Anger is sometimes a good thing. When we see someone do something unfair or unethical, anger is the healthy response. However, anger can easily become toxic. If you always get angry at others, you end up hurting others and alienating yourself. You may start to carry around your anger in the form of resentments, which the Big Book of AA identifies as one of the primary drivers of addiction. Bottling your anger in this way tends to cause feelings of helplessness and despair and can even make you sick by increasing your stress. Or you may turn your anger inwards toward yourself, which is how Freud defined depression. Losing your temper, holding onto resentments, or turning inward are not healthy ways to deal with anger, especially for anyone recovering from addiction. However, anger is a normal and inevitable part of life, so how do you deal with anger in a more constructive way?
When you notice you’re becoming angry, the first thing to do is pause. This simple act opens up a whole range of possibilities. Often, anger makes you feel like you have to do something–yell, break things, hit someone, or some other momentarily satisfying but ultimately destructive action. When people are in the grip of anger, they often feel like they have no choice but to act on it. That’s not true at all. Not only do you have a choice in how to react, but you also have a choice on whether to become angry. However, that takes a little more work. At the beginning, it’s enough to recognize you’re angry and decide you’re not going to do anything until you can act in a more measured way. This will at least prevent you from making things worse.
Takes some deep breaths.
To get a little more space from whatever has made you angry, take some deep breaths. Deep breathing is one of the best ways to calm yourself down. When you’re angry, you’re in fight-or-flight mode, which means your sympathetic nervous system is activated. Taking a few slow deep breaths stimulates your vagus nerve, which activates your countervailing parasympathetic nervous system. This reduces your heart rate and blood pressure, making you feel calmer. Try breathing in for a count of four, then breathing out for a count of eight. Not only will this activate your parasympathetic nervous system, but the counting and focus on your breath will momentarily divert your attention from whatever is making you angry. You may not exactly feel calm after a few slow, deep breaths, but you will certainly feel calmer.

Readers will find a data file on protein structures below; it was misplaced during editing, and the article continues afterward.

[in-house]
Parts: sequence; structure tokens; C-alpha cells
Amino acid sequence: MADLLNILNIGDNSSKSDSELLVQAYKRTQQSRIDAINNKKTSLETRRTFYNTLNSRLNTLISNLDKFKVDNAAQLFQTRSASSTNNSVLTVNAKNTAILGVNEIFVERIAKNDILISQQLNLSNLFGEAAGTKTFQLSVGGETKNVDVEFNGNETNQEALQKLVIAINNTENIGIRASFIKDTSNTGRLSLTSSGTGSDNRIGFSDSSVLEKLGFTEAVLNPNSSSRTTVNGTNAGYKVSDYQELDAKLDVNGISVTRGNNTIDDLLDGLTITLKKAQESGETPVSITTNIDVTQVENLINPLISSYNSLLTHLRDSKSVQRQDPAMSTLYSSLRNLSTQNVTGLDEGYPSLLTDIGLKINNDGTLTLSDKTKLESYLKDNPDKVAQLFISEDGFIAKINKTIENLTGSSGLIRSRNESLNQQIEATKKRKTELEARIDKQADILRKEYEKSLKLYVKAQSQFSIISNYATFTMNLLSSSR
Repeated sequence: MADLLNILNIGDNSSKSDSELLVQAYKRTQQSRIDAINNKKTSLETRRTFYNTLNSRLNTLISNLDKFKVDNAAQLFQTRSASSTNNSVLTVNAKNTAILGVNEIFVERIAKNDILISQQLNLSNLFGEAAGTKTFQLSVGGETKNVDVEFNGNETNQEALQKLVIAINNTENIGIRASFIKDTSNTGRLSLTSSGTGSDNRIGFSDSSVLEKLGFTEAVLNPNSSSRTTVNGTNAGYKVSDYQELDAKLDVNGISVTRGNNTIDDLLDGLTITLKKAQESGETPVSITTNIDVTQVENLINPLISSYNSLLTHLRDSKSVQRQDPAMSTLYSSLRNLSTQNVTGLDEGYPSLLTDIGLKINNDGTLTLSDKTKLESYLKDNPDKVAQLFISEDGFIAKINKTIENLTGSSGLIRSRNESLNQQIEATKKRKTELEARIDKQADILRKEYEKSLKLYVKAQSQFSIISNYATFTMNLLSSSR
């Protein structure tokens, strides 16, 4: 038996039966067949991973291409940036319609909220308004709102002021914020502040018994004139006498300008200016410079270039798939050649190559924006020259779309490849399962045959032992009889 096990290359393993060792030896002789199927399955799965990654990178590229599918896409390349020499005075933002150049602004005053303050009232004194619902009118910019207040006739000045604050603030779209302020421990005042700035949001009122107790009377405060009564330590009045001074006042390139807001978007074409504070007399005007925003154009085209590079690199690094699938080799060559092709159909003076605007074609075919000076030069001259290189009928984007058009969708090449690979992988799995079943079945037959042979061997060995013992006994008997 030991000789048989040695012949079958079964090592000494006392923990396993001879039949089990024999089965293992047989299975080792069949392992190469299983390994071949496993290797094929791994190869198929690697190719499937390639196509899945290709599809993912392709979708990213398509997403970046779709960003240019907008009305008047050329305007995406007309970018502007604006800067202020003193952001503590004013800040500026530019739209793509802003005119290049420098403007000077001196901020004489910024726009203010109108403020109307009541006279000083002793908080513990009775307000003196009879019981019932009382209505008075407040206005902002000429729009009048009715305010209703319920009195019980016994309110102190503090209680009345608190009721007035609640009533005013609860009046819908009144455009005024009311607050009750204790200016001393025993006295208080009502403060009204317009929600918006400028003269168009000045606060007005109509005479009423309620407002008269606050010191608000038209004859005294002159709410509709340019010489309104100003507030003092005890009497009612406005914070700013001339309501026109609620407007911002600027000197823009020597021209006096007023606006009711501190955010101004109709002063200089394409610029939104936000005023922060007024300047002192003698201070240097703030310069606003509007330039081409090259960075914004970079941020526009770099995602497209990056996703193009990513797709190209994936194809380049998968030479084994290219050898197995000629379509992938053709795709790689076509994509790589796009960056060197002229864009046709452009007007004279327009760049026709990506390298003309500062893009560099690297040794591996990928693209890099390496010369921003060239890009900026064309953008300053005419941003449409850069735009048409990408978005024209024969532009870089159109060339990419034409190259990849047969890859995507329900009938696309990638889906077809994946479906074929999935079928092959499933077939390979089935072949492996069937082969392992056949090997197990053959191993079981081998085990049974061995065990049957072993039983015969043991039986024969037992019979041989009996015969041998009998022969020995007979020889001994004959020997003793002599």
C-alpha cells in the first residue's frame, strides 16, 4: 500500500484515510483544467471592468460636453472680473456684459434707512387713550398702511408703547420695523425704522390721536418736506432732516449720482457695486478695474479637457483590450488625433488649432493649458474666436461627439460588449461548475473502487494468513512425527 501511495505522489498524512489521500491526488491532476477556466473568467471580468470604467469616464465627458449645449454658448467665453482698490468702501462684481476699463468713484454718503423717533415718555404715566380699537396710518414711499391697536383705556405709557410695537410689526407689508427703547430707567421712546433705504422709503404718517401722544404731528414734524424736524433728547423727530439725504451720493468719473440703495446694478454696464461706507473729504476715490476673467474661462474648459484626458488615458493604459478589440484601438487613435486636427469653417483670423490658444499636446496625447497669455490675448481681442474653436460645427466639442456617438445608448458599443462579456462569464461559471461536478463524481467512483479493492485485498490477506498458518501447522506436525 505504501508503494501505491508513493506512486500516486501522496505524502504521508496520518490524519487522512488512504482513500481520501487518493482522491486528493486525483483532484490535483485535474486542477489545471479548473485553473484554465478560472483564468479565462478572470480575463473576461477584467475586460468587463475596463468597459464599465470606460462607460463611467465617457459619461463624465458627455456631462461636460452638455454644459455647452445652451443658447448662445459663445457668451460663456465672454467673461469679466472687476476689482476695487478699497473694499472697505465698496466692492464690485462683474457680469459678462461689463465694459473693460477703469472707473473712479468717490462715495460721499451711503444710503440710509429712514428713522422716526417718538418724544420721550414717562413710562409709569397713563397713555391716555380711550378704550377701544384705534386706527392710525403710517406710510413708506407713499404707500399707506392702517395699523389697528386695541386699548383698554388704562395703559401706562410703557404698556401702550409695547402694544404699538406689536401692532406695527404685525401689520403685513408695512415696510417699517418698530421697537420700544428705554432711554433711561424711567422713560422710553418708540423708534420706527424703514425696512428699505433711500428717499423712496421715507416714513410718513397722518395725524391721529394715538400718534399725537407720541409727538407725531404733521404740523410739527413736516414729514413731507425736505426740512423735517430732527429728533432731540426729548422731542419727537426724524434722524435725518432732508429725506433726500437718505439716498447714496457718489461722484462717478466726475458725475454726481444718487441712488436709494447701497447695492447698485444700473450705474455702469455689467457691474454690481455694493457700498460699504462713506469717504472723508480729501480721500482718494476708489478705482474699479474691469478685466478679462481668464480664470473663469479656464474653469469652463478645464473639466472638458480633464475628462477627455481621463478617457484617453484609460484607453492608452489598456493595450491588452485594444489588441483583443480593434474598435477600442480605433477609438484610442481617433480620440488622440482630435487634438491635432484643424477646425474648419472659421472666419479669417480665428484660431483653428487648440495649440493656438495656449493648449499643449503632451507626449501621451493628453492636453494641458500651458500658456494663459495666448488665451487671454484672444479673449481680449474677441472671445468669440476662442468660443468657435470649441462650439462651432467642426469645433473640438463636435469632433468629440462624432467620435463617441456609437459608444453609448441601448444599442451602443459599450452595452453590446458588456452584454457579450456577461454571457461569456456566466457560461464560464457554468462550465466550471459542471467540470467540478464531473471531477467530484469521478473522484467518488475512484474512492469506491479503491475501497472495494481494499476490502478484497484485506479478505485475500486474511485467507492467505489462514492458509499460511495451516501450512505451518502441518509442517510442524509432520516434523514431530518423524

Pay attention to your thoughts.
The central insight of cognitive behavioral therapy, or CBT, is that it’s not events themselves that cause our emotional reactions, but rather our thoughts about events. Anger is no exception. For example, if someone cuts you off in traffic, you may be startled or alarmed, but you don’t necessarily have to be angry. You might realize the person couldn’t have seen you or that she was trying to avoid an accident or so on, in which case, your momentary fear dissipates and you go on your way. However, you could also decide to take it personally, think the person should have been more careful, was a jerk, and so on, in which case you might be thinking about the incident the rest of the day, getting angrier and angrier. If you pay attention to you assumptions and have the presence of mind to question them–perhaps after some deep breaths–you can often let go of anger very quickly.